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Japanese experts join team looking to unlock secrets of Egyptian pyramids

AFP-JIJI, Kyodo, Staff Report

An international team of researchers that includes a group of Japanese scientists has launched a project to scan Egypt’s pyramids to uncover as many secrets as possible about their construction.

The architects and scientists from Egypt, France, Canada and Japan will use modern infrared technology and advanced detectors that do not require drilling to map two pyramids at Giza and the two Dashour pyramids south of Cairo.

“This special group will study these pyramids to see whether there are still any hidden chambers or other secrets” inside them, Minister of Antiquities Mamdouh Eldamaty said Sunday at a news conference.

“These engineers and architects will conduct the survey using nondestructive technology that will not harm the pyramids,” he said.

The Japanese team is led by Kunihiro Morishima, a Nagoya University researcher who has been working on development of nuclear emulsion technologies for cosmic-ray radiography.

The project’s researchers will be using a method focusing on fundamental particles called muons that rain down onto Earth and are believed to pass through people and penetrate deep into rock and water.

Experts said the project, dubbed “Scan Pyramids,” will also be a fresh attempt at understanding how the monuments were built in the first place.

Many previous missions have attempted to unravel this mystery, but archaeologists and scientists have yet to come up with a concrete theory explaining how the structures were built.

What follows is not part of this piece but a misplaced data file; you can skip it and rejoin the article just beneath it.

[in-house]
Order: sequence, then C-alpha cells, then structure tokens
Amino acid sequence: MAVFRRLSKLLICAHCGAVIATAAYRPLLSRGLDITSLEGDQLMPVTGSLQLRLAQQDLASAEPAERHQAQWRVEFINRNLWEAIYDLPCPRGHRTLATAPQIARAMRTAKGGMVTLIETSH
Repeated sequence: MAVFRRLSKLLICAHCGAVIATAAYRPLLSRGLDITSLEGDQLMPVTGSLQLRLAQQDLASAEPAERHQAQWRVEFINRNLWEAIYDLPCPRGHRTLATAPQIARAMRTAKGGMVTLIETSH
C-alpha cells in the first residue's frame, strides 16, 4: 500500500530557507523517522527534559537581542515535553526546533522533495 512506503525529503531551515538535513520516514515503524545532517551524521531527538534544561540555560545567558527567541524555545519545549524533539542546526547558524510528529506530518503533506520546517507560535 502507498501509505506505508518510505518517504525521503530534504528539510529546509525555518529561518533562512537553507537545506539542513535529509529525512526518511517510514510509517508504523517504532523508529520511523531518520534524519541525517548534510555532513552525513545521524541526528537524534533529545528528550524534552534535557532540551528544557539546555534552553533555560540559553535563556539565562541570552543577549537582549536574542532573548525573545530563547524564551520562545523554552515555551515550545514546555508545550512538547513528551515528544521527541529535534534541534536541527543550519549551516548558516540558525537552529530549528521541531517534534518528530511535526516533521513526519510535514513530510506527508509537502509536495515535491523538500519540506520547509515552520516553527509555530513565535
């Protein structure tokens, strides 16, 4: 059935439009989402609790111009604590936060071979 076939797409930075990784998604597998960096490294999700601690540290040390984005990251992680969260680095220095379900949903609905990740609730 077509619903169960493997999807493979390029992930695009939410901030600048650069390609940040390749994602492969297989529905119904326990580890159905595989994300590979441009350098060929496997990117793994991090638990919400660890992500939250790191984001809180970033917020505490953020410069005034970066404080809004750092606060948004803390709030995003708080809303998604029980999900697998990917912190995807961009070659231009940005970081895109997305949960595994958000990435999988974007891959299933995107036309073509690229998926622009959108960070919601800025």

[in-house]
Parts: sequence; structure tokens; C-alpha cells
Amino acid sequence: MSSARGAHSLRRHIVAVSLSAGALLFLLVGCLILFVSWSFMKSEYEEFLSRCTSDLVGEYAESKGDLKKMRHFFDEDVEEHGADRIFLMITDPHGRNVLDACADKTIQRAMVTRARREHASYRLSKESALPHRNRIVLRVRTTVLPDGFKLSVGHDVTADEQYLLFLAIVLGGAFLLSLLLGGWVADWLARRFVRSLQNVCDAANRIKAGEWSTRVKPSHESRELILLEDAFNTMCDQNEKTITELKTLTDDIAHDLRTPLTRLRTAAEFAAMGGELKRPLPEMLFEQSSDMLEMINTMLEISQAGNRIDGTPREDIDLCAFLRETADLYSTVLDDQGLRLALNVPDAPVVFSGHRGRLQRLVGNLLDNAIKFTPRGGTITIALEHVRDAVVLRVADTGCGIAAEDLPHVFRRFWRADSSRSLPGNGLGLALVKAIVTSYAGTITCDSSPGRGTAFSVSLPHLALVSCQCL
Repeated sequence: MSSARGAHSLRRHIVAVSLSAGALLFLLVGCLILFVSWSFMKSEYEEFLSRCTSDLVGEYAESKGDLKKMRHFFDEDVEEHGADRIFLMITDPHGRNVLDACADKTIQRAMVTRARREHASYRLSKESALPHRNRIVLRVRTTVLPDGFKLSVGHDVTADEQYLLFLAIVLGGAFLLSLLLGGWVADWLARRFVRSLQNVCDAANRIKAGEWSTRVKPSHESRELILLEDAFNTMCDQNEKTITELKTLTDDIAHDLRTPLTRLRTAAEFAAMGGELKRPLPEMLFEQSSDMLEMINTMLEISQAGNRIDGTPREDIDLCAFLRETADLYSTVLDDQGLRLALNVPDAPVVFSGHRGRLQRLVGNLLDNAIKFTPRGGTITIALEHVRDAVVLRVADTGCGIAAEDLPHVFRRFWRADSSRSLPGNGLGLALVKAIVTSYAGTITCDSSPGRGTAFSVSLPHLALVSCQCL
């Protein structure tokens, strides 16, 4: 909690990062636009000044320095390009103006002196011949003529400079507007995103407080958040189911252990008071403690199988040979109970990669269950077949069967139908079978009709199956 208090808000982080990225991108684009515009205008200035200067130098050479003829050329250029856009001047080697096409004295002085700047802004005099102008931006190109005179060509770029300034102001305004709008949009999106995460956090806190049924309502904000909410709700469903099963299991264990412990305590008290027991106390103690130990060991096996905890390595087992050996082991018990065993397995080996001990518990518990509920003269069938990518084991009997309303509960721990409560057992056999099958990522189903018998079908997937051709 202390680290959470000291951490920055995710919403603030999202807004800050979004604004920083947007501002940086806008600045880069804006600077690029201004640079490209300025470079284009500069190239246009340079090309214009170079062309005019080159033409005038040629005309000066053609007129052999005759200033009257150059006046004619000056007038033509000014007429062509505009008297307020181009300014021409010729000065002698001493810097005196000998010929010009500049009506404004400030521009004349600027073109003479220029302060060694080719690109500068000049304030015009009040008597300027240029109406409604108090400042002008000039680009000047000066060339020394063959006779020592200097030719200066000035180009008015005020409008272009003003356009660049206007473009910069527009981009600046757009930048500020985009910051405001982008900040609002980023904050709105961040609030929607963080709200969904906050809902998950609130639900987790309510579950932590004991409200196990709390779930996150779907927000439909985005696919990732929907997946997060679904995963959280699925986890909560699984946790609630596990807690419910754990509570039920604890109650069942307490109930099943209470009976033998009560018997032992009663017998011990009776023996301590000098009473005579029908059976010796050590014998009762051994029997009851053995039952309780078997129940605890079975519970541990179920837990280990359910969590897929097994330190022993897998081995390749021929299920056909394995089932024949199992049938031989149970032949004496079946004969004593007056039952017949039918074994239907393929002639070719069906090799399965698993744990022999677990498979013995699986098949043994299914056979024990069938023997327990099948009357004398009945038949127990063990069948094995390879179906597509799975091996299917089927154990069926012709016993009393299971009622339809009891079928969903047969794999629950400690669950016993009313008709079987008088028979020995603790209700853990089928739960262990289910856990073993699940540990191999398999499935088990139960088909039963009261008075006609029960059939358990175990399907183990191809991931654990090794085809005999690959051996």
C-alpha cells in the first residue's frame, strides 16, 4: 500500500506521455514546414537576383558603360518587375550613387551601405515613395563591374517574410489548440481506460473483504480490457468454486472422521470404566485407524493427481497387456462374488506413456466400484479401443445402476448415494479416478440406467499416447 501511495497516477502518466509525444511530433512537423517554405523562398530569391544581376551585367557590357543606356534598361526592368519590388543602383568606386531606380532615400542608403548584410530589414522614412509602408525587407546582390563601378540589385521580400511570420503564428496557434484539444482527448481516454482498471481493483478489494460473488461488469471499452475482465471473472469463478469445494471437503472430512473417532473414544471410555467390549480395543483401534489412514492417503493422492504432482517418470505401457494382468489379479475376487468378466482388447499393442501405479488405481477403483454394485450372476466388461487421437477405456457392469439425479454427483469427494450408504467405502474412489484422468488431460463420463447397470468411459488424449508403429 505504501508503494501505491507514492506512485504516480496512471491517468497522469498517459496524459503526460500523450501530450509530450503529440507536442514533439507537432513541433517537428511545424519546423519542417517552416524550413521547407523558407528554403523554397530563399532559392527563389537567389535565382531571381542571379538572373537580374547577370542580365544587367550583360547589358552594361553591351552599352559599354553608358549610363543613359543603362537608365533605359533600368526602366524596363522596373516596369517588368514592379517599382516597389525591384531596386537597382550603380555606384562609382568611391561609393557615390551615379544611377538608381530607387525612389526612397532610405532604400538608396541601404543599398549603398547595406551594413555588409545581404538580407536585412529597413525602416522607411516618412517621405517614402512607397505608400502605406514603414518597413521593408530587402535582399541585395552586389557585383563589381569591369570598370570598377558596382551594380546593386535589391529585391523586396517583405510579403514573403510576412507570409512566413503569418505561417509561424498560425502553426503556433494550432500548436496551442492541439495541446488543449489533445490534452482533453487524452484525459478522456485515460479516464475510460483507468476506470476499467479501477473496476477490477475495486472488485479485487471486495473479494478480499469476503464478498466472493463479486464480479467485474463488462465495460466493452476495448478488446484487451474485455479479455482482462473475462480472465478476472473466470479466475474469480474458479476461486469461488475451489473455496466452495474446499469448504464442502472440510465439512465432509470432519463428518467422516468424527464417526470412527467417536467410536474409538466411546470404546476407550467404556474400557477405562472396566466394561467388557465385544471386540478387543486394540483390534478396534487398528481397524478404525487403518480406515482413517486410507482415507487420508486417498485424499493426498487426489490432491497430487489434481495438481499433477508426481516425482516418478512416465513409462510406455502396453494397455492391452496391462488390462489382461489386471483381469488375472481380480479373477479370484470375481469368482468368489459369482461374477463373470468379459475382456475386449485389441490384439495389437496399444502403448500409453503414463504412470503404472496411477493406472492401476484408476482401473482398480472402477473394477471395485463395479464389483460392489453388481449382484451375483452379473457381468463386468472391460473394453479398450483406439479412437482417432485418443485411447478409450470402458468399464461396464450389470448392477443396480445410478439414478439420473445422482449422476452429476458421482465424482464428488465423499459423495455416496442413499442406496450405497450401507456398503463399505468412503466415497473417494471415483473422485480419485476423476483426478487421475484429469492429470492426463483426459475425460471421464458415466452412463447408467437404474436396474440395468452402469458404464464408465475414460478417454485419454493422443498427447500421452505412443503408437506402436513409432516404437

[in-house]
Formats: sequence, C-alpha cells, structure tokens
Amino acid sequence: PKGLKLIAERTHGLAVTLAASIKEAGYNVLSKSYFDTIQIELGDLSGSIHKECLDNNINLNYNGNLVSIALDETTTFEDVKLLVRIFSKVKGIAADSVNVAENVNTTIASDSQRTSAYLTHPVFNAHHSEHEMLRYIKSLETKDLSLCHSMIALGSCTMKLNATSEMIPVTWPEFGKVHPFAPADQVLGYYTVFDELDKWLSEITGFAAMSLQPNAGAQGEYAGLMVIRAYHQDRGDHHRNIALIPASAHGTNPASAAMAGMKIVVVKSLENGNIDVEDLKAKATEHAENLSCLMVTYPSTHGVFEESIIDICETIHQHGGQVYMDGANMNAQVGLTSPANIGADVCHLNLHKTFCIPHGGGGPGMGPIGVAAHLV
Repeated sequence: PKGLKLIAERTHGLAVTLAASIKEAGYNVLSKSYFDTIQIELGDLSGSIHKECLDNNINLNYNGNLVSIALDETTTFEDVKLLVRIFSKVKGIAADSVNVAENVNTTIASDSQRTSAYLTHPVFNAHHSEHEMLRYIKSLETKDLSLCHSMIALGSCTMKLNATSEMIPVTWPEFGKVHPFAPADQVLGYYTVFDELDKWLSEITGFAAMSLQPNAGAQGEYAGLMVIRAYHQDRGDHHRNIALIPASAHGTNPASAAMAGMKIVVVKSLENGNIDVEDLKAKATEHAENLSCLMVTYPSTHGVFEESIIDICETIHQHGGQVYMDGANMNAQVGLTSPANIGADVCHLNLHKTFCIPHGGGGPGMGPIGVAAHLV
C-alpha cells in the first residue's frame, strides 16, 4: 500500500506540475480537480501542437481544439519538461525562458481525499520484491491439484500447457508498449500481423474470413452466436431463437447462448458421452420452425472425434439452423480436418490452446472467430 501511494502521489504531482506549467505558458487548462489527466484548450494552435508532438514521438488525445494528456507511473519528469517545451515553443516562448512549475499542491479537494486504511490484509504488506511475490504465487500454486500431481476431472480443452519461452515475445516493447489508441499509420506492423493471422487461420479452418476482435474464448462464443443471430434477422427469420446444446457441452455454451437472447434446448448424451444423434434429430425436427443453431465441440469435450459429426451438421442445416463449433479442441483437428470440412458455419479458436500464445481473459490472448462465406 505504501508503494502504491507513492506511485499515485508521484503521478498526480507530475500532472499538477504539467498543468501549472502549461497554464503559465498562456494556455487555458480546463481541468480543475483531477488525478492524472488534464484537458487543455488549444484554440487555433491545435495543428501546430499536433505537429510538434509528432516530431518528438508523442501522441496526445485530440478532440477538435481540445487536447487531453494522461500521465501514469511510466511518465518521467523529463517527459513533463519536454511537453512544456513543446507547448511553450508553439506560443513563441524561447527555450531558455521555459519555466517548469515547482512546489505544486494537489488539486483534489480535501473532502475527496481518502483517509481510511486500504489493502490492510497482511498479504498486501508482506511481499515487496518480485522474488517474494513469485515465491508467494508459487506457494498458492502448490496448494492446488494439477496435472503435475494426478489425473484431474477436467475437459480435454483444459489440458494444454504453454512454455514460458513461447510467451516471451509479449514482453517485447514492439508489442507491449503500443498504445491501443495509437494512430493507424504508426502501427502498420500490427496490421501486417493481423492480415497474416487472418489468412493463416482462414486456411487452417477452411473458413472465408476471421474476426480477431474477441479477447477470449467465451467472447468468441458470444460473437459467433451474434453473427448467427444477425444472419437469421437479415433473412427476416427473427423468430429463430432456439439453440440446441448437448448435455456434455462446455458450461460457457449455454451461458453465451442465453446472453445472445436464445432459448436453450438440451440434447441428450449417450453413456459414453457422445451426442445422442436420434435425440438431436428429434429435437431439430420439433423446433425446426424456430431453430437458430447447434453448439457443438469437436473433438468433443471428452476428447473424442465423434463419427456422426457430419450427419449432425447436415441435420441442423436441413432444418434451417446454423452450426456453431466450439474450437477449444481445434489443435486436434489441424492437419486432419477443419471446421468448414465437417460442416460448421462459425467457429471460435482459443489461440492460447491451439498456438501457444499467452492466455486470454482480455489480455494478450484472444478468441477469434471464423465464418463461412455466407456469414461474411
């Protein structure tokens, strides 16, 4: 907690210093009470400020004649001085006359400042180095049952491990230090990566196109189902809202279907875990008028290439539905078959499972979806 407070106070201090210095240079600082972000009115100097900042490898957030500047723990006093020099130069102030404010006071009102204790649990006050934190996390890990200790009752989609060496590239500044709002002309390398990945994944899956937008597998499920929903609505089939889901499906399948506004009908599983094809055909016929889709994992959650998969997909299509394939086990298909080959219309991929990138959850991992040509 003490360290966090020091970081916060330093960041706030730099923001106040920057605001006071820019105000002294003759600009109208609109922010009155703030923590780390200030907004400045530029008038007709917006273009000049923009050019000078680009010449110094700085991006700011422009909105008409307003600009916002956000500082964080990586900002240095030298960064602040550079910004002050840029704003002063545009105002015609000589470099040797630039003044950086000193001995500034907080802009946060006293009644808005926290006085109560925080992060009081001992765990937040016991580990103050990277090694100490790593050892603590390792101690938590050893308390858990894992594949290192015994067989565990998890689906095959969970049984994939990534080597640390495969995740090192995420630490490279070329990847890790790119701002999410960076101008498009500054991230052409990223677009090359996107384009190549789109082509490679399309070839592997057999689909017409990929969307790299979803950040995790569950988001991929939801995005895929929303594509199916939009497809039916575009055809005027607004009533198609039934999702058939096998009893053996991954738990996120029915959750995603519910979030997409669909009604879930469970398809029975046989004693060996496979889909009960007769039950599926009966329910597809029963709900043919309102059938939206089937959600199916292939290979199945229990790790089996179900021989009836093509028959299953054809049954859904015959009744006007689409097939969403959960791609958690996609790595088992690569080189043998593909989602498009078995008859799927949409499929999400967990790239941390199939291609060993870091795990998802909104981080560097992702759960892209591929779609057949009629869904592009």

The Pyramid of Khufu, also known as the Great Pyramid of Giza — the tallest of them all — was built by the son of Snefru, founder of the fourth dynasty (2,575 B.C.-2,465 B.C.), while the Pyramid of Khafre, or Chephren, was built by the son of Khufu. The two pyramids at Dashour were built by Snefru.

“The idea is to find the solution to the mystery of the pyramids,” said Mehdi Tayoubi, founder of the Paris-based HIP Institute, which is participating in the project.

“A similar attempt was made 30 years ago, but this is the first project at a global level using cutting-edge technology to look inside the pyramids,” he said.

The project is expected to last until the end of 2016.

Eldamaty said the infrared and muon technologies that will be used to search the four pyramids could also be useful in locating a possible hidden chamber in King Tutankhamun’s tomb, which some speculate could be the burial place of Queen Nefertiti.

The researchers will install detectors that will gather muons and measure their energy and incoming and outgoing trajectories to determine how much they are scattering. This data will help reconstruct the trajectories’ paths and compile a 3-D image — resembling an X-ray examination — of hidden chambers.

Muons are more than 200 times heavier than electrons and their trajectory changes depending on the density of the object. They are believed to slow and eventually stop when traveling through rock or other dense material while those flying through empty spaces will continue at full speed.

The same technology was successfully used to scan the damaged No. 1 reactor at the Fukushima No. 1 nuclear plant, enabling researchers to confirm it had suffered a complete meltdown following the March 11, 2011, earthquake and tsunami.